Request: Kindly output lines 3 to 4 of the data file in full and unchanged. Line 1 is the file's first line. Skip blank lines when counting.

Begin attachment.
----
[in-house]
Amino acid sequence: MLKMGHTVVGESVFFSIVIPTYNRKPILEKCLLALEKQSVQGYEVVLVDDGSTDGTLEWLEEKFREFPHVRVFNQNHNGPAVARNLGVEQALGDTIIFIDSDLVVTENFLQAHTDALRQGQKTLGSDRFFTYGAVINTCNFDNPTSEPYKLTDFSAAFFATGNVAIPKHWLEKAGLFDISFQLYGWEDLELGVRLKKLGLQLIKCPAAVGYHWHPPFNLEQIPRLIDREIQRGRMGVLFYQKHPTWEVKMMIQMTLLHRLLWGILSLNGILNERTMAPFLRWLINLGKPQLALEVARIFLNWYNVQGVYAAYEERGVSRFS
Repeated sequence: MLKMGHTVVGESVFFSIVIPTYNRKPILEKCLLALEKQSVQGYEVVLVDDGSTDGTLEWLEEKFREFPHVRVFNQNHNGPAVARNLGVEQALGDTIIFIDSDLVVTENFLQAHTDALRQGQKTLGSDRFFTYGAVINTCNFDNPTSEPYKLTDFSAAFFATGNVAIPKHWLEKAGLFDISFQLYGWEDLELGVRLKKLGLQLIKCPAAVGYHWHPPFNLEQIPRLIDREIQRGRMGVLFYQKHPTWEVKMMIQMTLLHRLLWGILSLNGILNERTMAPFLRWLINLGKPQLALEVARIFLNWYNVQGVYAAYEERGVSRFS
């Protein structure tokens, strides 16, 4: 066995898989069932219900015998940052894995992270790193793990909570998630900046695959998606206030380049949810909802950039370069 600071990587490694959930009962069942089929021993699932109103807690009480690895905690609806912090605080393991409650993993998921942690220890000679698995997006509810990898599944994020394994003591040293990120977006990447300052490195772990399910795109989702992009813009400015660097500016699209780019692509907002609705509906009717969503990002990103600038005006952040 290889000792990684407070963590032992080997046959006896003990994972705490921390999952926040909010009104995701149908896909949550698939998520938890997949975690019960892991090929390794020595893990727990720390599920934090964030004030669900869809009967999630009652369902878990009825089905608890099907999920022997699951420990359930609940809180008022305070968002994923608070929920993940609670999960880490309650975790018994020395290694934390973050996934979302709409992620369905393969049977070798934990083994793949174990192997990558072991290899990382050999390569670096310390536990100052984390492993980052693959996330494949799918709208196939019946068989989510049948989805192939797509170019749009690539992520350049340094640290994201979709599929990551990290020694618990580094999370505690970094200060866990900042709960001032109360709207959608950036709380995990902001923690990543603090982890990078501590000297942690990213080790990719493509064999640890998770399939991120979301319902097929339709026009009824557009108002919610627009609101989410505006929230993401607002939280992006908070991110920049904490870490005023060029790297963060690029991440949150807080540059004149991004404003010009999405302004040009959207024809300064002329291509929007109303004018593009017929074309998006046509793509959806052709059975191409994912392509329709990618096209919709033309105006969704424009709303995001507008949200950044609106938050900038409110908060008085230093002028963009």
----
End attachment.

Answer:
Repeated sequence: MLKMGHTVVGESVFFSIVIPTYNRKPILEKCLLALEKQSVQGYEVVLVDDGSTDGTLEWLEEKFREFPHVRVFNQNHNGPAVARNLGVEQALGDTIIFIDSDLVVTENFLQAHTDALRQGQKTLGSDRFFTYGAVINTCNFDNPTSEPYKLTDFSAAFFATGNVAIPKHWLEKAGLFDISFQLYGWEDLELGVRLKKLGLQLIKCPAAVGYHWHPPFNLEQIPRLIDREIQRGRMGVLFYQKHPTWEVKMMIQMTLLHRLLWGILSLNGILNERTMAPFLRWLINLGKPQLALEVARIFLNWYNVQGVYAAYEERGVSRFS
């Protein structure tokens, strides 16, 4: 066995898989069932219900015998940052894995992270790193793990909570998630900046695959998606206030380049949810909802950039370069 600071990587490694959930009962069942089929021993699932109103807690009480690895905690609806912090605080393991409650993993998921942690220890000679698995997006509810990898599944994020394994003591040293990120977006990447300052490195772990399910795109989702992009813009400015660097500016699209780019692509907002609705509906009717969503990002990103600038005006952040 290889000792990684407070963590032992080997046959006896003990994972705490921390999952926040909010009104995701149908896909949550698939998520938890997949975690019960892991090929390794020595893990727990720390599920934090964030004030669900869809009967999630009652369902878990009825089905608890099907999920022997699951420990359930609940809180008022305070968002994923608070929920993940609670999960880490309650975790018994020395290694934390973050996934979302709409992620369905393969049977070798934990083994793949174990192997990558072991290899990382050999390569670096310390536990100052984390492993980052693959996330494949799918709208196939019946068989989510049948989805192939797509170019749009690539992520350049340094640290994201979709599929990551990290020694618990580094999370505690970094200060866990900042709960001032109360709207959608950036709380995990902001923690990543603090982890990078501590000297942690990213080790990719493509064999640890998770399939991120979301319902097929339709026009009824557009108002919610627009609101989410505006929230993401607002939280992006908070991110920049904490870490005023060029790297963060690029991440949150807080540059004149991004404003010009999405302004040009959207024809300064002329291509929007109303004018593009017929074309998006046509793509959806052709059975191409994912392509329709990618096209919709033309105006969704424009709303995001507008949200950044609106938050900038409110908060008085230093002028963009």